"This is shaping up to be an ugly presidential primary season, and the candidates have not even started getting ugly yet. [...] The presidential primary system is broken."
The New York Times, September 2, 2007
Voters Cut Out
With so few states in possession of a meaningful vote during the primaries, much of the country's voters never get to participate in a way that can affect the outcome. The issues of concern to politically important states are elevated on the agendas of presidential candidates at the expense of other issues important to the nation.
"Front-loading" refers to the phenomenon of states pushing their primaries earlier and earlier, so that the election is decided too quickly. The process has begun earlier every election for about two decades. This year, almost half the states will have moved to the earliest date allowed by the parties, on February 5th ("Tsunami Tuesday.")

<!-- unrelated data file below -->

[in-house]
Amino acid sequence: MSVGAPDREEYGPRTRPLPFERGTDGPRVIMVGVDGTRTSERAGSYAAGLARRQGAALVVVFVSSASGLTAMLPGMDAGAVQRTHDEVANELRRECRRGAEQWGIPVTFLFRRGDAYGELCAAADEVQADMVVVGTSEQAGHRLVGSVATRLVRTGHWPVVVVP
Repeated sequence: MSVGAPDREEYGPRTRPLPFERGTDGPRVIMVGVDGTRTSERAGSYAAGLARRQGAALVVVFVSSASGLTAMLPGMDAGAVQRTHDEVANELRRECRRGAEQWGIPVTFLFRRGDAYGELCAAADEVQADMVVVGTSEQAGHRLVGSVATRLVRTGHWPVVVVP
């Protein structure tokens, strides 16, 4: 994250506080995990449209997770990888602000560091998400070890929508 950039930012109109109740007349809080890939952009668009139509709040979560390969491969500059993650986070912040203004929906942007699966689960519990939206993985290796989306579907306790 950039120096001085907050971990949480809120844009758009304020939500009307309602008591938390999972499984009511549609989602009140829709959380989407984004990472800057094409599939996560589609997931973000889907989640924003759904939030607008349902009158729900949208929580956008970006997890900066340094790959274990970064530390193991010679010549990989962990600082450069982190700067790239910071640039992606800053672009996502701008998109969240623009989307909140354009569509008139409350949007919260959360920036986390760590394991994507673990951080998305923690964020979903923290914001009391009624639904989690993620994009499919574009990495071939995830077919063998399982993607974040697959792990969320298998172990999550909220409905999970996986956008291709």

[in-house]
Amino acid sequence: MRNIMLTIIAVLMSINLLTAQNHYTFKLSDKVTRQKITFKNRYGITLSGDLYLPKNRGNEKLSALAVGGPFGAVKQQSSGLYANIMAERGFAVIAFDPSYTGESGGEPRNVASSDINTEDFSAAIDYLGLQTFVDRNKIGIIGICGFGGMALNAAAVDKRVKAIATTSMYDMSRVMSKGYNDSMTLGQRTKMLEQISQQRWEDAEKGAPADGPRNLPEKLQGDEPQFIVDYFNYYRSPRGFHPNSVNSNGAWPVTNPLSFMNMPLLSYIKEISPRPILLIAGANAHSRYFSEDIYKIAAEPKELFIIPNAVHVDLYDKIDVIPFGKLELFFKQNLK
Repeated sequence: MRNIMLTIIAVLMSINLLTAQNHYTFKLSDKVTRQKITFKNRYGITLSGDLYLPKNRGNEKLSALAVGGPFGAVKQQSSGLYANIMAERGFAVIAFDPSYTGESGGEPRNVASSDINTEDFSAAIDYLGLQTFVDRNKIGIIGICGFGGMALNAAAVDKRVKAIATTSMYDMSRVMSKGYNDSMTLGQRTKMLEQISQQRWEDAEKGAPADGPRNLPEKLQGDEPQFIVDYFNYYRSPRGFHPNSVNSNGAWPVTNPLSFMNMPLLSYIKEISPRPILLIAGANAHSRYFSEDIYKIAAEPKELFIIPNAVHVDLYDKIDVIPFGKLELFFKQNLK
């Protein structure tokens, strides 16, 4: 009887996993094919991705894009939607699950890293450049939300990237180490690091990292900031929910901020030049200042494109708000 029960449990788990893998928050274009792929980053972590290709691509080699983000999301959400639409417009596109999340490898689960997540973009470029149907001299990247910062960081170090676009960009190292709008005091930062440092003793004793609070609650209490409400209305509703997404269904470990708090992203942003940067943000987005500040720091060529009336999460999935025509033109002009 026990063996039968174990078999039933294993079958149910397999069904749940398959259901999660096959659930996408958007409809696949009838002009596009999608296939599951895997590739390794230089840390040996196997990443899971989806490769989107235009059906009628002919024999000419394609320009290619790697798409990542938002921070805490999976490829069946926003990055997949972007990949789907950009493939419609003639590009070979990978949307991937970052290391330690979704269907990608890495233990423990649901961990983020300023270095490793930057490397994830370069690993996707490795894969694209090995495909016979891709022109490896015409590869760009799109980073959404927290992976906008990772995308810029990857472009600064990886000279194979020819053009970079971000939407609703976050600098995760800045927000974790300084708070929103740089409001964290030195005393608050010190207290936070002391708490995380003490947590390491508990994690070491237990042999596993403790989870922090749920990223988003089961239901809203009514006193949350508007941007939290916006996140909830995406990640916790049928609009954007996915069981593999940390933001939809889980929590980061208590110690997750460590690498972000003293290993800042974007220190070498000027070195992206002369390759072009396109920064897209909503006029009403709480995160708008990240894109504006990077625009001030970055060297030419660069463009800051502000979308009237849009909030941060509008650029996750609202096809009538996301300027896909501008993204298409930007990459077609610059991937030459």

A Rush to Judgement
In addition to a campaign season that begins ludicrously early, the primary elections can be over all too quickly. Candidates who do well, or better than expected, in first two states of Iowa and New Hampshire coast forward on a surge of momentum and a coushin of free media, into a rapid-fire series of primaries to follow. This slingshot effect removes all opportunity for deliberation and reconsideration.
Chaos and Political Consequences
With every state party, in conjunction with the legislature, free to schedule their own contests, any semblance of a cohesive national schedule rapidly falls into disarray. This year, the DNC and RNC found themselves in a battle with their own state parties. In fact the Democrats were caught in a fight with two swing states. Scheduling changes can also be made by lawmakers to help or hurt certain candidates.
See the our list of reform solutions.